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The Astri MID ereader sports a dual-display (as you can see on the image above), one 5-inch Wacom touchscreen epaper panel on the left and a 4.8-inch WVGA LCD touchscreen on the right. That way you'll be able to read ebooks and other documents on the E Ink panel. Meanwhile, the other side - 4.8-inch LCD display - can be used for IM, to check emails, or just to access the web with the Android browser. There's no word on pricing or arrival date just yet. Enjoy the video below and don't forget to let us know what you think about this device. [youtube]http://www.youtube.com/watch?v=2B7cx0OXBD4&feature=player_embedded[/youtube] [Via SlashGear]
there's a full review of the dual-display device, which has both a 6-inch monochrome E Ink panel and a 3.5-inch color capacitive touchscreen for navigation. The nook also gets both WiFi b/g and 3G, either of which can be used to download new ebooks from Barnes & Noble's store. The retailer is also hoping to make good use of their physical bookstores, with free wireless connectivity while you're there and - come 2010 - the ability to browse a full ebook for up to an hour. It's not all great news, however; there are some performance issues, and B&N are promising an OTA software update to address some of the page rendering delays. For all the details - plus more live photos and video - head over to the SlashGear review. Barnes & Noble nook video demo: [vms ca02b0d42dabeb8e46bb]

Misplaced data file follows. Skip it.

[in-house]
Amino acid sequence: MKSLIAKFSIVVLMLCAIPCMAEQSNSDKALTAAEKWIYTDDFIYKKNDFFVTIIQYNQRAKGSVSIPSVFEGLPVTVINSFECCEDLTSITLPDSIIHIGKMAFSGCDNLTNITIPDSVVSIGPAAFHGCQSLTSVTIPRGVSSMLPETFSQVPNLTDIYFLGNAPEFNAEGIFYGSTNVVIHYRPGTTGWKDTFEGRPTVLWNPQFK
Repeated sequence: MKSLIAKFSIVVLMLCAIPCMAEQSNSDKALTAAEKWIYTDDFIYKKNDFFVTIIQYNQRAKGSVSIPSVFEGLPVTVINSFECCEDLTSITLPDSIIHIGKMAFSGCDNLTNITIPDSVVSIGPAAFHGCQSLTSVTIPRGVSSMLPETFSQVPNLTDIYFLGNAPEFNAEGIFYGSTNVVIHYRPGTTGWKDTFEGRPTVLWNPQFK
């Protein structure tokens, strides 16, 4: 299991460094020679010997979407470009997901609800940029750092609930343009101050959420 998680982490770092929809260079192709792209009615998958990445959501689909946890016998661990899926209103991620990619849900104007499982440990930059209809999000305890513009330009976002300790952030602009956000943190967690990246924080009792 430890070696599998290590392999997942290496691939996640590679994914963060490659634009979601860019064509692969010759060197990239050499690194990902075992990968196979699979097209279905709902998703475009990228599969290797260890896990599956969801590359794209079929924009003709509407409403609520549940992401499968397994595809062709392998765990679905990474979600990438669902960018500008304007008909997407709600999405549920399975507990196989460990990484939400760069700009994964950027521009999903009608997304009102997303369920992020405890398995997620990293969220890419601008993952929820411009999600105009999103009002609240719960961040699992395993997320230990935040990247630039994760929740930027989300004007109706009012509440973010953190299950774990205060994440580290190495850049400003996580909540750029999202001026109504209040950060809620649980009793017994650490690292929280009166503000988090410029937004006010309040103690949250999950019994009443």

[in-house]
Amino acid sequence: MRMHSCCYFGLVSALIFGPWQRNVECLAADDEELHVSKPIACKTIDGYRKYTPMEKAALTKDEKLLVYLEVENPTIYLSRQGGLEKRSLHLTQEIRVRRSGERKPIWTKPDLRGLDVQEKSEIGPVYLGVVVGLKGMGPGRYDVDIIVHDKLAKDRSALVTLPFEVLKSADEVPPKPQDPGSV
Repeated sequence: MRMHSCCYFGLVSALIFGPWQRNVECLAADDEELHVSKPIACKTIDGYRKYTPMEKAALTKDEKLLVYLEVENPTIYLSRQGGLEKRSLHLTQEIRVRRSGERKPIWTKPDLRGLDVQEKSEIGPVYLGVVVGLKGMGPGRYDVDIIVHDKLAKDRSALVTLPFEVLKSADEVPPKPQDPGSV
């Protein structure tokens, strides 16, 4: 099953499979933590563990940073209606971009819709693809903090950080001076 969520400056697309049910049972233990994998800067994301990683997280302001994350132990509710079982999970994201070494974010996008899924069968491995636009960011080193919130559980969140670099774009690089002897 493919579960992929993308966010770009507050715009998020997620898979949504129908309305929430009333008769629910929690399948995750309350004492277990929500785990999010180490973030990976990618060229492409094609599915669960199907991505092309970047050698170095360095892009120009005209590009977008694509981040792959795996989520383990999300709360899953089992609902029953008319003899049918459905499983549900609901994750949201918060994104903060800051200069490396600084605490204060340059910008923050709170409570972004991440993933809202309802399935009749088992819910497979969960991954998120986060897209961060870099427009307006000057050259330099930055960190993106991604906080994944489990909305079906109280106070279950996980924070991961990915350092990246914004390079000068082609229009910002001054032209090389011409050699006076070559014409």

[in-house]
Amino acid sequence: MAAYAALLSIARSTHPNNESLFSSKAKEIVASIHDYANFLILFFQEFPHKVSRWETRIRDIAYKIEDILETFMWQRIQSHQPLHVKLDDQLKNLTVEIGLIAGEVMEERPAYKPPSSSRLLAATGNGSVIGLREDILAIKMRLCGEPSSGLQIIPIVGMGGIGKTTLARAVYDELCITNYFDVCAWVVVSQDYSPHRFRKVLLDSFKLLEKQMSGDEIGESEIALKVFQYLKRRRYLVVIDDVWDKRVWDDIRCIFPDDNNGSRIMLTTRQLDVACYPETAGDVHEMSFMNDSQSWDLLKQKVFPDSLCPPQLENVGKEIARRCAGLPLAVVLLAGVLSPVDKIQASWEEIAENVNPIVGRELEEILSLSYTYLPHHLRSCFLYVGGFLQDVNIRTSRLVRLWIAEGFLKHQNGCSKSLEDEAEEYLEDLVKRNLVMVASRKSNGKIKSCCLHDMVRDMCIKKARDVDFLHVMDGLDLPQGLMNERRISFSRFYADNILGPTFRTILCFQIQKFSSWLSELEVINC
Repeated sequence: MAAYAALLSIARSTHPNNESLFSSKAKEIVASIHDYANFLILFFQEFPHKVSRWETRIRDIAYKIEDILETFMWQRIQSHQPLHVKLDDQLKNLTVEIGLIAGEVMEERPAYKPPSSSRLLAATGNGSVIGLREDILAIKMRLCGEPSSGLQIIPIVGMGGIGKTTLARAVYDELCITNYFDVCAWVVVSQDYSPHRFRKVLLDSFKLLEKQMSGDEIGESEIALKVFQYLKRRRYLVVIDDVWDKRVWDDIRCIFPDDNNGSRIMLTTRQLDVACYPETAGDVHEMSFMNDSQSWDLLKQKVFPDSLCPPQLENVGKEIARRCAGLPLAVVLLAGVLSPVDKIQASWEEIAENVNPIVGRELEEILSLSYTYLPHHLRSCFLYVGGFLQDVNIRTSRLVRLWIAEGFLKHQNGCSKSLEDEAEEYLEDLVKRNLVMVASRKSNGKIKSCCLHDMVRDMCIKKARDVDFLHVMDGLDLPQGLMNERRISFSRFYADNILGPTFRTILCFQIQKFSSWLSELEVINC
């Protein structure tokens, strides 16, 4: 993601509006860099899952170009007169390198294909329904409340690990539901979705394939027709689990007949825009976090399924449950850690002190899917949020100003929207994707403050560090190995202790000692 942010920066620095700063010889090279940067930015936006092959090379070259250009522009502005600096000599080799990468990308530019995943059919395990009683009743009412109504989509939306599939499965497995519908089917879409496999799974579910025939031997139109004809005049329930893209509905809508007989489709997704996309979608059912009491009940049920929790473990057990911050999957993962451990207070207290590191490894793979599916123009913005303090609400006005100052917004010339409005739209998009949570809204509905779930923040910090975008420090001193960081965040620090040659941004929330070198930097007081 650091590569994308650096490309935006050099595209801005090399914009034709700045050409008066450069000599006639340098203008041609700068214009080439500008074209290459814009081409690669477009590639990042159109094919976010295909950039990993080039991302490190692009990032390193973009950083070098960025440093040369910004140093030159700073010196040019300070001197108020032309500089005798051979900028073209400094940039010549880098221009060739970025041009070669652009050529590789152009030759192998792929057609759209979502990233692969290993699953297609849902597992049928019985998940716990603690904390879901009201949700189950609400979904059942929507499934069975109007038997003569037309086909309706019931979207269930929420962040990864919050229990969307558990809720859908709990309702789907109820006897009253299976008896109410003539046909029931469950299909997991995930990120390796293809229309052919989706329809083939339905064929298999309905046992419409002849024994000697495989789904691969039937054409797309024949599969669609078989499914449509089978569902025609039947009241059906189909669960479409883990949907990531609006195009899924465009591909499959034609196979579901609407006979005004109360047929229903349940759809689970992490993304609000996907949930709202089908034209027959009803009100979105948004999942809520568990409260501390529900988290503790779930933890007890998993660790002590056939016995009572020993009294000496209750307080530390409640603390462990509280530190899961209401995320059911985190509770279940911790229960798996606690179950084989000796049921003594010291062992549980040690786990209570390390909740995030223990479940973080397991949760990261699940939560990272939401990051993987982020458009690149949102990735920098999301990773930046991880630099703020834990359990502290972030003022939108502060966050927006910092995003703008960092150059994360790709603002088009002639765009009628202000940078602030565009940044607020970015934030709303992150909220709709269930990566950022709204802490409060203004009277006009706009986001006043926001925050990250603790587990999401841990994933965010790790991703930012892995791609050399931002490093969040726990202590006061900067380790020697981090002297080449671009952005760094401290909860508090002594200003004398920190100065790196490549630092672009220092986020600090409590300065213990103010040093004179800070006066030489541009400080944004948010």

Spring Design Alex ebook reader, a dual-display slate that has a standard 6-inch E Ink panel up top and a second, 3.5-inch color LCD touchscreen underneath, while Android runs the whole show.
Android-based e-ink display, which could eventually become an e-book reader based on Google's open-source platform. The reference design uses an E-Ink Broadsheet development kit, complete with a 6-inch display panel, interfacing with an OMAP-based dev kit running Android. Moto - not to be confused with Motorola, the two are different organizations - is currently developing customized versions of Android suitable for embedded applications such as this. In fact it's likely to be one of many developers doing a similar thing: the recent rumors out of the Android camp, which tipped China as a hot-bed of Android development, likely stems from the cost advantages of moving away from Windows CE licences to the free Google platform. Right now the reference design needs some work before it could enter prototype stage, not least to address e-ink's screen-blackout when refreshing. However it does suggest a new generation of internet-connected ebook readers that, like the Amazon Kindle, can download content but, unlike the Kindle, aren't hemmed into a relatively closed information ecosystem. [via Engadget]